As one of the four core institutes of the NED, CIPE was invited to organize a panel at the conference, and selected the issue of the links among women’s economic empowerment, women’s entrepreneurship, and democracy. CIPE invited five key members of its network of South Asian women’s chambers and associations to share their views as the panelists, with CIPE’s Regional Director for Eurasia and South Asia, Marc Schleifer, moderating.

Their conversation explored the ways in which CIPE’s work at the intersection of economic development and democracy ties into women’s issues in a challenging region. This post will be the first of six reflecting on CIPE’s panel at the conference, and is intended to spur a deeper conversation of these issues. Each entry in this series will build on the stories of the key members of CIPE’s South Asian network, illuminated by the questions that Schleifer posed during the panel to these South Asian leaders, as follows:

  1. In what ways do private enterprise and entrepreneurship help spark economic empowerment for women and lead to improved political participation among women?
  2. What are some motivating factors that encourage women to move beyond growing their businesses to start civil society organizations, in order to give back to other women?
  3. Why is it important to focus on scaling women-owned businesses, and in what ways is access to finance and policy change a part of that scaling process?
  4. How do these women’s business organizations approach the issue of policy advocacy? What kinds of policy challenges do women in business in your countries face? And how are your organizations working to tackle those issues?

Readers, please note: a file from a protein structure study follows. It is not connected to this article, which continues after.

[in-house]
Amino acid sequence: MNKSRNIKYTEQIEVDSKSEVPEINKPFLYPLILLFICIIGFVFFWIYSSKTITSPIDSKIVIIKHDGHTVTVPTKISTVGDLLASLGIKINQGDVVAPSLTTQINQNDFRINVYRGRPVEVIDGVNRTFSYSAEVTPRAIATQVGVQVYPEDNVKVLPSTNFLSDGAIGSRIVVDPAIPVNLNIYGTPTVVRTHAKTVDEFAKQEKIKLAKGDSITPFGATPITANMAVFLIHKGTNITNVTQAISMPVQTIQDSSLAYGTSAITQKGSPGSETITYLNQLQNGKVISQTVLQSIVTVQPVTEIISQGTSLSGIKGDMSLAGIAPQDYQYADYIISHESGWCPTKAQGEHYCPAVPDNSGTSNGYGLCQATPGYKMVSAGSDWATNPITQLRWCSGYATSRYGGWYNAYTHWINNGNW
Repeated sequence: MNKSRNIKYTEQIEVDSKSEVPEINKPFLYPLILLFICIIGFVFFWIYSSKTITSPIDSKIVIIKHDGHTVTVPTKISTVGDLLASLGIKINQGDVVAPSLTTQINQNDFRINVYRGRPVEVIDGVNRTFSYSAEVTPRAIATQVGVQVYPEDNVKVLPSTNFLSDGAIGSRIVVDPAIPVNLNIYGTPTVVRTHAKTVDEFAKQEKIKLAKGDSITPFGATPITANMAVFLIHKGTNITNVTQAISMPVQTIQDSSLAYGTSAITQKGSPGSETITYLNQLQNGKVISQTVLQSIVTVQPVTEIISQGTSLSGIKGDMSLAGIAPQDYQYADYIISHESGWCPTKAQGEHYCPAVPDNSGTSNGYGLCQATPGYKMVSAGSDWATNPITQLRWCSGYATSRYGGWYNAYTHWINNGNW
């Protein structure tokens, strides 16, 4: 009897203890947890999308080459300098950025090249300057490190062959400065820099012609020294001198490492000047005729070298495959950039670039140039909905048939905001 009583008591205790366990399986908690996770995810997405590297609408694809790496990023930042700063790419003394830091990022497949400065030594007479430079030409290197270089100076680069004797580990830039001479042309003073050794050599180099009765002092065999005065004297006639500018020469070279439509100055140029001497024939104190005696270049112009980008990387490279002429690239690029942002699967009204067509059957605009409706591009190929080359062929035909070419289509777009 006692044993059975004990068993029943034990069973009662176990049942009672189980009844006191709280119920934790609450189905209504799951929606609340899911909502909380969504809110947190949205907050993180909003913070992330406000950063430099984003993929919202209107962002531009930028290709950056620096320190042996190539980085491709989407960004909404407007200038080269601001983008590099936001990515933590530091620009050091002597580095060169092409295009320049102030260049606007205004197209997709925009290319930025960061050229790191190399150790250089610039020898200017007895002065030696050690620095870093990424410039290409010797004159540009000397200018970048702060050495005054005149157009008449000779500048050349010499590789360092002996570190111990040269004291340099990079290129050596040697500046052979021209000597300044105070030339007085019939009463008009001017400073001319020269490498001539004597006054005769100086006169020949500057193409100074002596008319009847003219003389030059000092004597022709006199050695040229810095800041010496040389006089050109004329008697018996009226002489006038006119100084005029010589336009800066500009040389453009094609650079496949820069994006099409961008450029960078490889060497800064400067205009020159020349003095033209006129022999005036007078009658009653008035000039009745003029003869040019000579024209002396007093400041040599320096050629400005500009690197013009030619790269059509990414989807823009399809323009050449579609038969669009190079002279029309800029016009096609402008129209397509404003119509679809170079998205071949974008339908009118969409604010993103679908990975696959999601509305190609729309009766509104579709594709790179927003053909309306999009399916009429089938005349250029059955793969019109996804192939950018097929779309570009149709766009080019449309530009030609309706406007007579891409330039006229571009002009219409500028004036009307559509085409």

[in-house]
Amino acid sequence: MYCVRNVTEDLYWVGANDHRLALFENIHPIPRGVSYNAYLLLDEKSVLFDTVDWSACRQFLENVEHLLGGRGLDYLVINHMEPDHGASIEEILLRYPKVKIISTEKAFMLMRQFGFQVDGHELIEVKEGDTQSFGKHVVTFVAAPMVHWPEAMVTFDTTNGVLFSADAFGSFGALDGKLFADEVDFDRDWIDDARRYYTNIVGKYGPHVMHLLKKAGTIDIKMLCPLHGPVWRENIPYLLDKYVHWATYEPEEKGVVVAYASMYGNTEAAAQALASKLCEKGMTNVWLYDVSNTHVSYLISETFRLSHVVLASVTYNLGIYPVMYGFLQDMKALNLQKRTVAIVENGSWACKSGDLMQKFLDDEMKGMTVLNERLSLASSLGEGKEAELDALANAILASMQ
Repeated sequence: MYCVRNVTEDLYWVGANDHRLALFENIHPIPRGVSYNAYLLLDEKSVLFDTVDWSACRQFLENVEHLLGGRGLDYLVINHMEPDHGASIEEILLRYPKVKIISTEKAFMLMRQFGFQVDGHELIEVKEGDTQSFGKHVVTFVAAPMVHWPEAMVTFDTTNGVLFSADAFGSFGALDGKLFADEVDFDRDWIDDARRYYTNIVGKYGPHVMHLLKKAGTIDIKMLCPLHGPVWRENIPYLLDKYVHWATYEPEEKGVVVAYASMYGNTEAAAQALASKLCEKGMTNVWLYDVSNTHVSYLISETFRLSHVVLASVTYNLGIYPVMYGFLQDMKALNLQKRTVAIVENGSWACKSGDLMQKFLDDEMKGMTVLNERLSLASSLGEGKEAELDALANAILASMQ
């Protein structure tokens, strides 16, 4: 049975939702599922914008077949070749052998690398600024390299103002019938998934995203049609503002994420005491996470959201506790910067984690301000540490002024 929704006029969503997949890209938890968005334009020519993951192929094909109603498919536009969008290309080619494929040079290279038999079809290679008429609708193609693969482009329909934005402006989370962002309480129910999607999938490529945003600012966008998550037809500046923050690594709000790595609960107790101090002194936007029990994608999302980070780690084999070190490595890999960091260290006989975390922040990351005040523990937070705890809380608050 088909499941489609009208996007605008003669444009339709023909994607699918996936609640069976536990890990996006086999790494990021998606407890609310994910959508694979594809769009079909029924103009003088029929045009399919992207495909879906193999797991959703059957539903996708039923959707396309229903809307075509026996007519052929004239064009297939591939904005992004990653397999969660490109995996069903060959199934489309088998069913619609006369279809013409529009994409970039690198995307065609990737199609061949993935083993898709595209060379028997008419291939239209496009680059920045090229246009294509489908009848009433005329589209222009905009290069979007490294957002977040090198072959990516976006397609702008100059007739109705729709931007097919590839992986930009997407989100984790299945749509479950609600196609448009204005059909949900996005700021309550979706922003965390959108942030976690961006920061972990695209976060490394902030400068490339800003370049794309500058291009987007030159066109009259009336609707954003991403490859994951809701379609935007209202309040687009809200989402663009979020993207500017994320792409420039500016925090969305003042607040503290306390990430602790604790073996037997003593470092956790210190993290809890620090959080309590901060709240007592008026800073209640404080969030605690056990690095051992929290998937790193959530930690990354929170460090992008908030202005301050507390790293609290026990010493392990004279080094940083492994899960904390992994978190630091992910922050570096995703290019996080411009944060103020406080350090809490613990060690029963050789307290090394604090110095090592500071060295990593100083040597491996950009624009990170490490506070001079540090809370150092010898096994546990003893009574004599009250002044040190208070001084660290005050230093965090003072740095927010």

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Can Women Entrepreneurs Help Serbia Overcome Recession?


Recently I visited Serbia to attend events for a women’s mentorship program led by our partner, the Association of Business Women in Serbia (ABW). I was excited to speak with the local women entrepreneurs, because I had read literature on how women in business face serious barriers in Serbia despite the country’s history of socialist emphasis on gender equality. What I saw from Serbia’s women entrepreneurs was impressive.

In Serbia, men and women have similar levels of education and equal treatment in labor legislation. When it comes to access to economic opportunities, however, it’s a different story.  The employment rate for working age women is over 20 percent lower than that of men. Women-owned enterprises (small businesses, limited liability companies, partnerships, etc.) make up only 26 percent of all registered businesses and companies active in the Serbian economy.